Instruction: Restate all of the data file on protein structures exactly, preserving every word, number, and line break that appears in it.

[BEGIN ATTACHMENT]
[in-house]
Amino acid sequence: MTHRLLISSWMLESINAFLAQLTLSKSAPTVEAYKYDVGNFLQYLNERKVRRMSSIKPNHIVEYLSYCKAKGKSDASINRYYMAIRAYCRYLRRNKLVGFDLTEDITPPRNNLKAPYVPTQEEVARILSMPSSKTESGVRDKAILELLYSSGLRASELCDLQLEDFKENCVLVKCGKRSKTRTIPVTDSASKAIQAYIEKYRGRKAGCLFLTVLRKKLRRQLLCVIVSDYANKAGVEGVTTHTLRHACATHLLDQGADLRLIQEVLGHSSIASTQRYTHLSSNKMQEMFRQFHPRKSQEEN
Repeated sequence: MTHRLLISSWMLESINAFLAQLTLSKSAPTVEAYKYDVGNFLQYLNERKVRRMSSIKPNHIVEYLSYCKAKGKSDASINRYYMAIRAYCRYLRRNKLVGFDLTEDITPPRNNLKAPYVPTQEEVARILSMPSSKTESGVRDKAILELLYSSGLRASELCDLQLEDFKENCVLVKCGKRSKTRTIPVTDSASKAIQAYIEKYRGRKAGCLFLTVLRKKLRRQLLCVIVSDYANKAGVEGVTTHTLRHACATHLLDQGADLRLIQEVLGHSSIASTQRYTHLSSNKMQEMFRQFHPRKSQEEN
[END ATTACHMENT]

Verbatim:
[in-house]
Amino acid sequence: MTHRLLISSWMLESINAFLAQLTLSKSAPTVEAYKYDVGNFLQYLNERKVRRMSSIKPNHIVEYLSYCKAKGKSDASINRYYMAIRAYCRYLRRNKLVGFDLTEDITPPRNNLKAPYVPTQEEVARILSMPSSKTESGVRDKAILELLYSSGLRASELCDLQLEDFKENCVLVKCGKRSKTRTIPVTDSASKAIQAYIEKYRGRKAGCLFLTVLRKKLRRQLLCVIVSDYANKAGVEGVTTHTLRHACATHLLDQGADLRLIQEVLGHSSIASTQRYTHLSSNKMQEMFRQFHPRKSQEEN
Repeated sequence: MTHRLLISSWMLESINAFLAQLTLSKSAPTVEAYKYDVGNFLQYLNERKVRRMSSIKPNHIVEYLSYCKAKGKSDASINRYYMAIRAYCRYLRRNKLVGFDLTEDITPPRNNLKAPYVPTQEEVARILSMPSSKTESGVRDKAILELLYSSGLRASELCDLQLEDFKENCVLVKCGKRSKTRTIPVTDSASKAIQAYIEKYRGRKAGCLFLTVLRKKLRRQLLCVIVSDYANKAGVEGVTTHTLRHACATHLLDQGADLRLIQEVLGHSSIASTQRYTHLSSNKMQEMFRQFHPRKSQEEN